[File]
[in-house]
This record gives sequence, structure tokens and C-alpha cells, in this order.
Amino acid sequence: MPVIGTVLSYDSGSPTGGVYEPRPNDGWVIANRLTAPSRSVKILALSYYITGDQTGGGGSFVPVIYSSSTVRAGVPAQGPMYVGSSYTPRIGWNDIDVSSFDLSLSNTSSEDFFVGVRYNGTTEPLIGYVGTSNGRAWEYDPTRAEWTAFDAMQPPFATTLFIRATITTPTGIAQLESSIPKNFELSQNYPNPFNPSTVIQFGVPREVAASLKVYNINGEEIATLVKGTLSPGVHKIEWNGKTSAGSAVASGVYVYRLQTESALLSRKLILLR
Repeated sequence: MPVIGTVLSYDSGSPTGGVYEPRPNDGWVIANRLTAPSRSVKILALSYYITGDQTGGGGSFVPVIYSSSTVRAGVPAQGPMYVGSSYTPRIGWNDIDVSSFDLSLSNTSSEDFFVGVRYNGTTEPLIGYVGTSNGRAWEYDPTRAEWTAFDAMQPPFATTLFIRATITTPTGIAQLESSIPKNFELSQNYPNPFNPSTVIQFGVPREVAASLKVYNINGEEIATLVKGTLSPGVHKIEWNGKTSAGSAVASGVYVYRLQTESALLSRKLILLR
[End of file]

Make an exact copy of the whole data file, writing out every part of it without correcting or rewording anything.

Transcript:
[in-house]
This record gives sequence, structure tokens and C-alpha cells, in this order.
Amino acid sequence: MPVIGTVLSYDSGSPTGGVYEPRPNDGWVIANRLTAPSRSVKILALSYYITGDQTGGGGSFVPVIYSSSTVRAGVPAQGPMYVGSSYTPRIGWNDIDVSSFDLSLSNTSSEDFFVGVRYNGTTEPLIGYVGTSNGRAWEYDPTRAEWTAFDAMQPPFATTLFIRATITTPTGIAQLESSIPKNFELSQNYPNPFNPSTVIQFGVPREVAASLKVYNINGEEIATLVKGTLSPGVHKIEWNGKTSAGSAVASGVYVYRLQTESALLSRKLILLR
Repeated sequence: MPVIGTVLSYDSGSPTGGVYEPRPNDGWVIANRLTAPSRSVKILALSYYITGDQTGGGGSFVPVIYSSSTVRAGVPAQGPMYVGSSYTPRIGWNDIDVSSFDLSLSNTSSEDFFVGVRYNGTTEPLIGYVGTSNGRAWEYDPTRAEWTAFDAMQPPFATTLFIRATITTPTGIAQLESSIPKNFELSQNYPNPFNPSTVIQFGVPREVAASLKVYNINGEEIATLVKGTLSPGVHKIEWNGKTSAGSAVASGVYVYRLQTESALLSRKLILLR